June 11, 1991 |
Shortly after the triumph of the Sandinista-led revolution 12 years ago, Nicaraguan artist Alejandro Canales began work on what was to become his most public--if not his most famous--painting. Using the wall outside a cluster of government office buildings as his canvas, Canales produced a long, flowing mural depicting the Nicaraguan experience under foreign freebooters and domestic tyrants.
July 26, 1999 |
On a terrace overlooking Managua, sipping an after-dinner rum--better than brandy on a balmy tropical night--old friends reminisce, and their recollections lead to poetry. A top officer of the Central Bank and confirmed believer in free-market economics begins. Eyes moist, she recites the warning from Ruben Dario, her country's most famous poet, to Teddy Roosevelt after the fourth U.S. invasion of Nicaragua: "Be careful. Spanish America lives!
CALIFORNIA | LOCAL
December 11, 1987 |
While Mikhail S. Gorbachev was visiting Washington, Oscar Arias Sanchez was receiving the Nobel Peace Prize in Oslo. The Nobel committee probably made the right choice. The Central American peace process is certainly as much a breakthrough as the summit meeting, and Arias' idea of how to bring peace, democracy and development to Central America could start "new thinking" in much of the developing world.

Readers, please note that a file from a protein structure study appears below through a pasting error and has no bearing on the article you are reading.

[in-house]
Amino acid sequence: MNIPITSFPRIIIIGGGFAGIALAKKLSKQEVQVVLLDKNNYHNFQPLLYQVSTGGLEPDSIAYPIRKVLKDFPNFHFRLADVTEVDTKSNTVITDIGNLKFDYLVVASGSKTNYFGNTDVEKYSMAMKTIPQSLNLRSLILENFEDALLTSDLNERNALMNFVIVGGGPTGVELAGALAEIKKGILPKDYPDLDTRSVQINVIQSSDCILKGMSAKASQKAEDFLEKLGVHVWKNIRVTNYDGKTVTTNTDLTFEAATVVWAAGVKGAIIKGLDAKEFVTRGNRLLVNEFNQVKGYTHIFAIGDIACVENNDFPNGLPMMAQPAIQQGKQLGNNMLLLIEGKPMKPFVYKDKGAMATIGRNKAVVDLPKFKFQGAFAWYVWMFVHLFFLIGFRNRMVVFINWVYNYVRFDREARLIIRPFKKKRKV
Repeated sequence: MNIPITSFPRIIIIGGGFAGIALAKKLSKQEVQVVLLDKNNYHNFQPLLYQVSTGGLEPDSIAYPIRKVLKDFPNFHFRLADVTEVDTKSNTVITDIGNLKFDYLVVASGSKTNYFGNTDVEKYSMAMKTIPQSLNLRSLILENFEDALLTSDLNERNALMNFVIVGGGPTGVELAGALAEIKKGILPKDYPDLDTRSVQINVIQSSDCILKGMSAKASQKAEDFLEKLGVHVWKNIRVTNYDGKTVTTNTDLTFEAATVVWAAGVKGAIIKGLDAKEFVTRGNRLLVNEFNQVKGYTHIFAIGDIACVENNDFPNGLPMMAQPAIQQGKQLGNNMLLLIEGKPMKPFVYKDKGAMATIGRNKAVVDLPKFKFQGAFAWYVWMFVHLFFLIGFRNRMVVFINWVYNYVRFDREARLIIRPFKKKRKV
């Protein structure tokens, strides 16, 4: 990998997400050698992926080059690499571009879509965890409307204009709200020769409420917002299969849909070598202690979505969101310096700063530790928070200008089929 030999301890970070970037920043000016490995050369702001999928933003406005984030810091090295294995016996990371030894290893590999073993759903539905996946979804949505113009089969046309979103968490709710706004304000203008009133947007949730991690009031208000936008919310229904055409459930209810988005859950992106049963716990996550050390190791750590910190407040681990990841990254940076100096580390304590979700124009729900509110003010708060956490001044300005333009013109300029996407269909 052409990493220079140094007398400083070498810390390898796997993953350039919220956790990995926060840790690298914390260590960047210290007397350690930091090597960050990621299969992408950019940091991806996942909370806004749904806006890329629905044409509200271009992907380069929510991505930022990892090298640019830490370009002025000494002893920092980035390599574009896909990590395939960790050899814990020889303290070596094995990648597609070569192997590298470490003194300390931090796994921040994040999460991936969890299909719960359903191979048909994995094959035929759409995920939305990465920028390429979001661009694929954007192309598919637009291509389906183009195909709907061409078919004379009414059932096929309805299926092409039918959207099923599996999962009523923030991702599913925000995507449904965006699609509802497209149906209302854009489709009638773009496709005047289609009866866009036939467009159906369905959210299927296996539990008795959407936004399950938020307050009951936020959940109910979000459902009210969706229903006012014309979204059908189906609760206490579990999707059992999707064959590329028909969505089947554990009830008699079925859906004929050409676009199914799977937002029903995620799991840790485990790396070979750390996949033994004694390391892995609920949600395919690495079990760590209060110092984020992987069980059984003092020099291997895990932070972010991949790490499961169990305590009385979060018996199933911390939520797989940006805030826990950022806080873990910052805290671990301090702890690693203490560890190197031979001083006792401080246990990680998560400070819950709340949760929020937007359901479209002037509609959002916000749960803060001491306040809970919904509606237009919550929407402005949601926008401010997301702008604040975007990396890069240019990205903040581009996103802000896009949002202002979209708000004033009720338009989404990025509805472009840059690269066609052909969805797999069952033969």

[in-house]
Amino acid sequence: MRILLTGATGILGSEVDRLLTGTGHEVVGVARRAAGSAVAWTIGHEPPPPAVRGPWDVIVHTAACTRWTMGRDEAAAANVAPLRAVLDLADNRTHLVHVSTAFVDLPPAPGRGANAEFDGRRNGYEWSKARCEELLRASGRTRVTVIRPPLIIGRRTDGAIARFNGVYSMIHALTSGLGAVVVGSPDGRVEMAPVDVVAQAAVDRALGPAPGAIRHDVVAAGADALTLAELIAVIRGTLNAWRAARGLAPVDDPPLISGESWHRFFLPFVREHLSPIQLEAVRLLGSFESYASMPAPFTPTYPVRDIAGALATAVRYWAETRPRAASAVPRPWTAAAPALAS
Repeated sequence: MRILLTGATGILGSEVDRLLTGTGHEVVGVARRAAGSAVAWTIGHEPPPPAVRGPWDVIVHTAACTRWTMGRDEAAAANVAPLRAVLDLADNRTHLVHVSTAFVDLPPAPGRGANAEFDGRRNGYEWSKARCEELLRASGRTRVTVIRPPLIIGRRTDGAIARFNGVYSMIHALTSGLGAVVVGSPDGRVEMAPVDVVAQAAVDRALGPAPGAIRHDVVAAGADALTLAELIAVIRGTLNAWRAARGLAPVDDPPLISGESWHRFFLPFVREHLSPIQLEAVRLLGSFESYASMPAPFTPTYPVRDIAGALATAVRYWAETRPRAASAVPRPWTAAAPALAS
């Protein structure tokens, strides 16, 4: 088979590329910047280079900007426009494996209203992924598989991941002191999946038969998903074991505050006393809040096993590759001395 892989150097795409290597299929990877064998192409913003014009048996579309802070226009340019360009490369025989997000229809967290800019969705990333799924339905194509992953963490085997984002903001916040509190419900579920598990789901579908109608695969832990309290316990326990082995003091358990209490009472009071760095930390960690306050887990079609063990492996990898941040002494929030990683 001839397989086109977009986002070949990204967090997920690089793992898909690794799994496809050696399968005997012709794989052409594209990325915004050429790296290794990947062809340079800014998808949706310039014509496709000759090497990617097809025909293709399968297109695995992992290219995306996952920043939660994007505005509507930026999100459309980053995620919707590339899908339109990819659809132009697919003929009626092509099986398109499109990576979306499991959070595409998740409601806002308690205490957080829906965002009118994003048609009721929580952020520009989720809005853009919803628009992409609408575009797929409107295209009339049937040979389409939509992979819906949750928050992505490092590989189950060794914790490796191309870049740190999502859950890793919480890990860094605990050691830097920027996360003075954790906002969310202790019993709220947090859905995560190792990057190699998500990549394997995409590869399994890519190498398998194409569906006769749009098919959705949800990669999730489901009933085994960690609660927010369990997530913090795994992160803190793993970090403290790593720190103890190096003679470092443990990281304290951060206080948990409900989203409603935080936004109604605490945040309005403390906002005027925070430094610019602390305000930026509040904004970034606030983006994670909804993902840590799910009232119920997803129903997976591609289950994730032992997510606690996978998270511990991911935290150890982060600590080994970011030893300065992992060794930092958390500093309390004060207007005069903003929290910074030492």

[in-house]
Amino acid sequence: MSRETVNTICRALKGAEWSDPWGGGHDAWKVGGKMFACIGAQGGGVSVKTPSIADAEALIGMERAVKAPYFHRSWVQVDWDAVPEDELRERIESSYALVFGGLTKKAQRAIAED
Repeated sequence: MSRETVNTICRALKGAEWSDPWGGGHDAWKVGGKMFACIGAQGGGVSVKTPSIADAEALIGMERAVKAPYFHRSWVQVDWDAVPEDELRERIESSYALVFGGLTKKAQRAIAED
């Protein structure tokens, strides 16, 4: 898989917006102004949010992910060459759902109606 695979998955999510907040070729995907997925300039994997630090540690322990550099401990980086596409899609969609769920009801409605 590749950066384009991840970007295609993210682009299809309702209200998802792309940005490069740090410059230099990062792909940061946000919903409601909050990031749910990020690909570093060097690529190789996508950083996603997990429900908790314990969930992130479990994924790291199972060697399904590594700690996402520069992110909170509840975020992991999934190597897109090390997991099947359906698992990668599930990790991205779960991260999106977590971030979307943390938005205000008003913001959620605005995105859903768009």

March 31, 1990 |
Ask anyone in Managua for directions to "the little tree" and they will point confidently to a downtown intersection with a service station, Roco's Bar and the ruins of a two-story house, but no tree. Never mind that the tree has been gone for 17 years, that when city workers dug it up to pave the streets after the earthquake it was no longer a little tree but a great big tree, an Indian laurel. "It's a point of reference," said Rene Cano, 66, who has run the service station for 30 years.
July 24, 1985 |
It has been said that Nicaragua is a nation of poets, and it is a fact that, from President Daniel Ortega to humble farmers, thousands of Nicaraguans put their verses on paper. So, naturally, when the passions of Nicaraguans soar, so does the level of their poetic production. And passions excited by the Sandinista revolution have given rise to an outpouring of revolutionary verse.
April 14, 2003 |
Carlos Mejia Godoy, Nicaragua's foremost songwriter and folklorist, has been mixing music and politics for three decades. He's served as cultural ambassador of the Sandinista revolution in the 1970s and penned a rebel anthem condemning the United States as "the enemy of humanity." But in the past few weeks, the 59-year-old performer has been surprised to hear a new rallying cry rising spontaneously from fans at peace demonstrations around Managua.